Us. I understood with great clarity that this was not my husband’s problem alone. I could not, must not, passively stand by and hope he would conquer the problem by himself. I needed to be an active participant in this battle. It would not be easy, but if I continued to be faithful and obedient, trusting in the Lord, I would not fight alone.
As I prayed, I saw my husband in a different light, a brighter light. I already knew he had overcome much adversity in his life, and now I saw that he was willing to fight for his eternal life and our eternal marriage. I saw his underlying love and faith in Heavenly Father and the Savior and his love for me, but I also saw that love, faith, and trust were not always easy for him to develop.
I saw that I should help him develop trust in Heavenly Father and the Savior. Such trust would give him the strength to face this addiction head on by going to Heavenly Father in humble prayer to plead for forgiveness, strength, and release from the demon that plagued him.
Empowered by the Lord, I began to take steps. I discontinued our Internet service, feeling strongly impressed that if my husband was to heal, he needed to get away from the temptation. Others in this situation may receive a different answer, but for us, discontinuing our Internet service for a time was a great blessing. Once my husband was away from the temptation for a few days, he acknowledged how much this had helped him. He told me he had tried to overcome this sin alone and thought he was strong enough. Then, as he failed, he felt ashamed and tried to hide his sin from me and from God. But now he was feeling hope! We cried together. We prayed together.
We asked for a priesthood blessing from a dear friend, the man who had baptized my husband years before. In the blessing my husband was assured several times that the Lord loved him. He was counseled to trust and confide in me, and he was blessed with the ability to know right from wrong—a great help, as pornography use warps a person’s moral judgment.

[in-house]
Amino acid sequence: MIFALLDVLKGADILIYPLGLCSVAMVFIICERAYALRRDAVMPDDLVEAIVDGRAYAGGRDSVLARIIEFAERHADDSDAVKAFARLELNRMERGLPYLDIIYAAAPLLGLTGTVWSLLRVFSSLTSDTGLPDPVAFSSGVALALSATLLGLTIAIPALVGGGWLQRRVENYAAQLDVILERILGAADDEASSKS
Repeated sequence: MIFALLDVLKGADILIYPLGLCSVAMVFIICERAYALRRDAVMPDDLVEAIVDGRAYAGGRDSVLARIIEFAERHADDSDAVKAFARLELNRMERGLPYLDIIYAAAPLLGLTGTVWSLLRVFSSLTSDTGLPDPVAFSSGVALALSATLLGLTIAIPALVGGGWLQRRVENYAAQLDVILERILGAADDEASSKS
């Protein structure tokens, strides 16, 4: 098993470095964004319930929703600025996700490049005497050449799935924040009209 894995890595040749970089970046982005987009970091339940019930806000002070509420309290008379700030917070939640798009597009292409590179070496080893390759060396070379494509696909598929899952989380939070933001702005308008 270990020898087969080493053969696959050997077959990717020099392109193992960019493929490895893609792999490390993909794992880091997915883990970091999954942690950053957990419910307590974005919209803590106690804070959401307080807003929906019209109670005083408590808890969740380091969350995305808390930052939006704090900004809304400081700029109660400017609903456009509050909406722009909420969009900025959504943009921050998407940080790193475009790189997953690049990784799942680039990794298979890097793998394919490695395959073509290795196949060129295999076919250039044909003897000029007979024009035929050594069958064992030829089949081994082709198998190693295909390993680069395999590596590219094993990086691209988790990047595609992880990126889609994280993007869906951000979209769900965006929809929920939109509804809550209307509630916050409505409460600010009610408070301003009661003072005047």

This blessing strengthened both of us. I continued my own increased personal spiritual efforts: frequent fasting, much prayer, temple attendance, and immersion in the scriptures, especially the Book of Mormon. Our scripture study and prayers together began to be sweet again.
Knowing that I needed to acquire knowledge by my own efforts as well as through prayer, I read everything I could find from General Authorities regarding pornography, and I also read material written by Latter-day Saint professionals. My husband and I counseled with our priesthood leaders, who encouraged our efforts and expressed their faith that we would win this battle.
I felt impressed to talk frankly with my husband. I never underplayed or made any excuses for his sin. I talked with him about this subject only according to what came to me in prayer and only when the time felt right. I received much guidance and inspiration.
If my hurt resurfaced—and it did on occasion, especially at first—I took it to Heavenly Father in prayer. I made extra efforts to show my husband that my love for him was deep. He needed to know we were a team and that together we would fight the enemy. His wife, his best friend, would stand by him. What a sweet experience it was for me to see his repentance process bringing light back into his life!